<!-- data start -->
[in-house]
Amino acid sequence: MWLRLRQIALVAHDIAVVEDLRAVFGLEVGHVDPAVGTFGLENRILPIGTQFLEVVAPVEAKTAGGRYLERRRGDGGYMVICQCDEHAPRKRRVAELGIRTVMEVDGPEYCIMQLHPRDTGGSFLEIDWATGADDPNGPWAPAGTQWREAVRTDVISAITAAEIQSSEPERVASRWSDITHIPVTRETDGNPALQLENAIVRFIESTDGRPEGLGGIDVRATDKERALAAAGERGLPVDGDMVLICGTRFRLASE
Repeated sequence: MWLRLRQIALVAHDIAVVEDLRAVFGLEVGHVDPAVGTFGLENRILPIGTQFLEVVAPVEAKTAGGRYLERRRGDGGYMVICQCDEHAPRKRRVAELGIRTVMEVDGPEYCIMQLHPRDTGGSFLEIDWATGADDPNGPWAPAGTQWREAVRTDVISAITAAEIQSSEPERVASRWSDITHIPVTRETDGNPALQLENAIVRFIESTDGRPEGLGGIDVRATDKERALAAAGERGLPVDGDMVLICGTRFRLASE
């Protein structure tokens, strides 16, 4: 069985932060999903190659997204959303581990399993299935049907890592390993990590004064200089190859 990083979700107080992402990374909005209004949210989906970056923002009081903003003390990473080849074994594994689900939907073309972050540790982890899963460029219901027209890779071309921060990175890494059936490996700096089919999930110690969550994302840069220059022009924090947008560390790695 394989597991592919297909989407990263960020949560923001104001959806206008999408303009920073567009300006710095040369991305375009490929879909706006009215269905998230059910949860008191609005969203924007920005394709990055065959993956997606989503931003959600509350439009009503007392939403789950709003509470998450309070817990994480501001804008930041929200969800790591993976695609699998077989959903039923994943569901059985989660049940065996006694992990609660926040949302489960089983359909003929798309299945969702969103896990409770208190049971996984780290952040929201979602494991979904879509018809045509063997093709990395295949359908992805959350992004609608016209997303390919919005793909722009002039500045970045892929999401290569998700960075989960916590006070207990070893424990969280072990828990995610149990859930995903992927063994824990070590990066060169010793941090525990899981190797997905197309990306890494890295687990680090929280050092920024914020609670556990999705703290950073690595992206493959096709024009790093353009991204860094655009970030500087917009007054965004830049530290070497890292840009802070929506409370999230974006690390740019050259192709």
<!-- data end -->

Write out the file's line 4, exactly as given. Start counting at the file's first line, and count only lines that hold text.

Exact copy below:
């Protein structure tokens, strides 16, 4: 069985932060999903190659997204959303581990399993299935049907890592390993990590004064200089190859 990083979700107080992402990374909005209004949210989906970056923002009081903003003390990473080849074994594994689900939907073309972050540790982890899963460029219901027209890779071309921060990175890494059936490996700096089919999930110690969550994302840069220059022009924090947008560390790695 394989597991592919297909989407990263960020949560923001104001959806206008999408303009920073567009300006710095040369991305375009490929879909706006009215269905998230059910949860008191609005969203924007920005394709990055065959993956997606989503931003959600509350439009009503007392939403789950709003509470998450309070817990994480501001804008930041929200969800790591993976695609699998077989959903039923994943569901059985989660049940065996006694992990609660926040949302489960089983359909003929798309299945969702969103896990409770208190049971996984780290952040929201979602494991979904879509018809045509063997093709990395295949359908992805959350992004609608016209997303390919919005793909722009002039500045970045892929999401290569998700960075989960916590006070207990070893424990969280072990828990995610149990859930995903992927063994824990070590990066060169010793941090525990899981190797997905197309990306890494890295687990680090929280050092920024914020609670556990999705703290950073690595992206493959096709024009790093353009991204860094655009970030500087917009007054965004830049530290070497890292840009802070929506409370999230974006690390740019050259192709």